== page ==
Peak & Prairie

Rocky Mountain Chapter's
Online Newsletter
October / November 1999


Mayor’s South Platte River Commission Update and Accomplishments

by Mike Mueller and Myrna Poticha

In the spring of 1995 Denver’s Mayor Webb appointed a commission to develop and implement a vision for the renovation of the South Platte River. 

His charge: We want the South Platte River to be known, treasured and visited by the citizens of the City and County of Denver. If we protect our river, care for it, and help restore its beauty, the South Platte will bring to our progeny an unmatched recreational, educational and land development opportunity. One of us, Mike Mueller, was invited to be a member of the commission representing the Sierra Club and was designated as such by the chapter. Myrna Poticha joined the commission representing Clean Water Action.

The commission established goals and objectives in five areas: Water, Wildlife, Open Space and Recreation, Youth, and Neighbors. The accomplishments, in such a short period of time, are impressive.

The most basic need of the river was adequate flow of water. Its flow is so low in the summer, due to withdrawals by water users of all types, that diverse aquatic populations could not survive. A flow of 150 cubic feet per minute was determined to be necessary to support aquatic life. The commission, through the Denver Water Department, implemented a program to maintain these flows through the critical summer months. This summer was the third for the program. 

To foster an integrated natural ecosystem, which would improve the environment for wildlife, the commission established the goal of a 150-foot continuous corridor of wildlife habitat along the river. The goal includes reestablishing natural vegetation for wildlife habitat. 

The most obvious activity of the commission is the building of new parks and rehabilitation of some existing parks along the river to provide new and improved open space and recreation. All these parks have been designed and built with natural areas using native vegetation.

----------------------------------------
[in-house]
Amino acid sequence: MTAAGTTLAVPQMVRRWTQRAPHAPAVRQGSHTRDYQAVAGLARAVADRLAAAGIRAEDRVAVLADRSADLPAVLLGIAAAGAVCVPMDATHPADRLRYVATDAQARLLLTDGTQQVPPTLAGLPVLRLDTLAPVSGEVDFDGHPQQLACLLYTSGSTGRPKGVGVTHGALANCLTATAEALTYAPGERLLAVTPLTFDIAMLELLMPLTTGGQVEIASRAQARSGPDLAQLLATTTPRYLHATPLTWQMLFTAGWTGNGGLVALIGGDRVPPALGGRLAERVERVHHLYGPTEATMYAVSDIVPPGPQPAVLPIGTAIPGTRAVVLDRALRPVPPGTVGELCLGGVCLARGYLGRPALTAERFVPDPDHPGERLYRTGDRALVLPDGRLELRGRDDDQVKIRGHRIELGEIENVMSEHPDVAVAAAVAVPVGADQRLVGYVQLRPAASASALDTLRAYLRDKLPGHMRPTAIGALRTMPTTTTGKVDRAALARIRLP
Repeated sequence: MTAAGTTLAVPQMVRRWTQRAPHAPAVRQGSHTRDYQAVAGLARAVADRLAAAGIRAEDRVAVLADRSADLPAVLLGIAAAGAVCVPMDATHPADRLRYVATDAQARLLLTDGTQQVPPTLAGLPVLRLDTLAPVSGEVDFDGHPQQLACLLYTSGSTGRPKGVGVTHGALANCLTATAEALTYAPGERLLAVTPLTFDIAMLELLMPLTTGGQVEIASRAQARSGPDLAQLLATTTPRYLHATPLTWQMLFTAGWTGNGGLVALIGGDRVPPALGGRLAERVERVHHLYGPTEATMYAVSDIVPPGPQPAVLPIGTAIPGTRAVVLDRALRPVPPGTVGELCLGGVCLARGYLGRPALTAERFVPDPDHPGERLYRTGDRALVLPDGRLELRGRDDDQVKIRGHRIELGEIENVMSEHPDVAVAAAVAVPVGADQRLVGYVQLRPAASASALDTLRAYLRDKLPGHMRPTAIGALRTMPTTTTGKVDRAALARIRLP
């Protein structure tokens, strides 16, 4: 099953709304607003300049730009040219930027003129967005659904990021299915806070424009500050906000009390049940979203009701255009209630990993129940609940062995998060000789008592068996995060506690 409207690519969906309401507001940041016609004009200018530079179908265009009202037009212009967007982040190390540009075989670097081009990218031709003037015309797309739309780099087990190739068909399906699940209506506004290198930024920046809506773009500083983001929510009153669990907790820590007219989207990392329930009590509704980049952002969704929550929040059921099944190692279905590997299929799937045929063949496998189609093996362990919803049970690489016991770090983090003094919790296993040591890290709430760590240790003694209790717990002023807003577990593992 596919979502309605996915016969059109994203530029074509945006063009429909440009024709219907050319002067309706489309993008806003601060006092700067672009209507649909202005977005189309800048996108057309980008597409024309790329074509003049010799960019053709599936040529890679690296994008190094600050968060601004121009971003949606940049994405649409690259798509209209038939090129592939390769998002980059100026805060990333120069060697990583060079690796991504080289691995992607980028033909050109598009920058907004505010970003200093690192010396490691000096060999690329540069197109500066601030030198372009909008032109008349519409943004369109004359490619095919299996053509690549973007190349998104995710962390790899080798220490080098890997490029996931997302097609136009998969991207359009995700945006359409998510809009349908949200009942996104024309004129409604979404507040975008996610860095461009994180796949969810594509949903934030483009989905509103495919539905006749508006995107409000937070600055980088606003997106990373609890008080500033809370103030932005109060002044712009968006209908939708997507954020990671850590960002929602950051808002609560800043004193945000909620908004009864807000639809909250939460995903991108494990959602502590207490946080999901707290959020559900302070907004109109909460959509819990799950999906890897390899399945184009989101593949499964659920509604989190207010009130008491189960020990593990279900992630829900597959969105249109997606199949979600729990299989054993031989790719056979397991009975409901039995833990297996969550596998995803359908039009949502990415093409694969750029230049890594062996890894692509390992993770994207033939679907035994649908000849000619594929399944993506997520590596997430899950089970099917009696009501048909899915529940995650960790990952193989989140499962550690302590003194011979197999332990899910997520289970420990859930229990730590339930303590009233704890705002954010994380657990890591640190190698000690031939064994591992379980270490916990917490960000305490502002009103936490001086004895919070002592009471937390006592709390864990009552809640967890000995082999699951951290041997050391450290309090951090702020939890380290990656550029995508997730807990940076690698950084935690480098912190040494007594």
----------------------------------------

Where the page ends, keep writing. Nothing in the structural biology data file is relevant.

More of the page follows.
Many youth programs have been established with the participation of Denver Public Schools and the Greenway Foundation. The trail system along the river and through the new parks is being upgraded. All across the city of Denver, as well as in Adams and Arapahoe County, trails are being improved to connect with Denver’s South Platte River trail. 

Much of the work was funded by one of the first Legacy Grants from Great Outdoors Colorado in 1996. In cooperation with the commission, and by action of the City Council, a Natural Areas Program was started in the Parks and Recreation Department and a naturalist was hired to get the program going. This program will be key to establishing the river wildlife corridor. A new district in Parks and Recreation was created recently to maintain the river corridor with its many diverse needs and natural areas. 

These major goals were accomplished after the Denver City Council passed an ordinance making the whole river corridor part of the Denver’s parks system. Reflecting the activities of the commission, Denver was awarded the Gold award from American Rivers in 1997. Additionally, Mayor Webb was awarded a National Conservation Achievement Award by the National Wildlife Federation in 1998. However, because the Colorado Legislature passed a resolution of opposition, the river was not designated an American Heritage River by President Clinton. 

The mayor’s South Platte River Commission has been just extended into 2001 to monitor completion of projects and to create a comprehensive management plan for the river corridor. This crucial management plan will guide city agencies and others in maintaining the sweeping goals of the mayor and his commission for the river. 

Visit the river! It is a place of evolving beauty.

October 1999 Online Newsletter - Peak & Prairie Home Page - Rocky Mountain Chapter Home Page